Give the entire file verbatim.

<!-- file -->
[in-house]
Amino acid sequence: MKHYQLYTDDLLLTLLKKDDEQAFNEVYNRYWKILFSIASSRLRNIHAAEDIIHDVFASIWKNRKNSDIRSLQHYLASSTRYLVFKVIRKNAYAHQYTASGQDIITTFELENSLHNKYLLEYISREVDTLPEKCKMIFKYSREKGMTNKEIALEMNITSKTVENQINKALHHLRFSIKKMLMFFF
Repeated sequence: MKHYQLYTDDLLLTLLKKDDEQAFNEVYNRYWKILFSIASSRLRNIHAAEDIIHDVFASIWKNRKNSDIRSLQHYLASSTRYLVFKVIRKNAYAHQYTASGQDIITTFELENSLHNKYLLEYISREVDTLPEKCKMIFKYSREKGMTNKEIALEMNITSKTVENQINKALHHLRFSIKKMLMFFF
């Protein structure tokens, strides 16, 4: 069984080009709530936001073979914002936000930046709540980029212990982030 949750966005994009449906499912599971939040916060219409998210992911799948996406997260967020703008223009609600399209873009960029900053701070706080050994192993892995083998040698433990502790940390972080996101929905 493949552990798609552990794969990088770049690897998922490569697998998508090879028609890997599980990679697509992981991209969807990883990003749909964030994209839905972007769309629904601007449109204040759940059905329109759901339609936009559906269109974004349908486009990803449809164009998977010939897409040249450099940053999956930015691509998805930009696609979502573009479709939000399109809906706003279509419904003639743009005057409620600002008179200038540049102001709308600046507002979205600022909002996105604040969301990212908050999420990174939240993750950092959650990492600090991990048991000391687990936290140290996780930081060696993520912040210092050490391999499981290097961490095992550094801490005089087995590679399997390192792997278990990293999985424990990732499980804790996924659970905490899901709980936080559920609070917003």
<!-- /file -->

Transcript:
[in-house]
Amino acid sequence: MKHYQLYTDDLLLTLLKKDDEQAFNEVYNRYWKILFSIASSRLRNIHAAEDIIHDVFASIWKNRKNSDIRSLQHYLASSTRYLVFKVIRKNAYAHQYTASGQDIITTFELENSLHNKYLLEYISREVDTLPEKCKMIFKYSREKGMTNKEIALEMNITSKTVENQINKALHHLRFSIKKMLMFFF
Repeated sequence: MKHYQLYTDDLLLTLLKKDDEQAFNEVYNRYWKILFSIASSRLRNIHAAEDIIHDVFASIWKNRKNSDIRSLQHYLASSTRYLVFKVIRKNAYAHQYTASGQDIITTFELENSLHNKYLLEYISREVDTLPEKCKMIFKYSREKGMTNKEIALEMNITSKTVENQINKALHHLRFSIKKMLMFFF
């Protein structure tokens, strides 16, 4: 069984080009709530936001073979914002936000930046709540980029212990982030 949750966005994009449906499912599971939040916060219409998210992911799948996406997260967020703008223009609600399209873009960029900053701070706080050994192993892995083998040698433990502790940390972080996101929905 493949552990798609552990794969990088770049690897998922490569697998998508090879028609890997599980990679697509992981991209969807990883990003749909964030994209839905972007769309629904601007449109204040759940059905329109759901339609936009559906269109974004349908486009990803449809164009998977010939897409040249450099940053999956930015691509998805930009696609979502573009479709939000399109809906706003279509419904003639743009005057409620600002008179200038540049102001709308600046507002979205600022909002996105604040969301990212908050999420990174939240993750950092959650990492600090991990048991000391687990936290140290996780930081060696993520912040210092050490391999499981290097961490095992550094801490005089087995590679399997390192792997278990990293999985424990990732499980804790996924659970905490899901709980936080559920609070917003």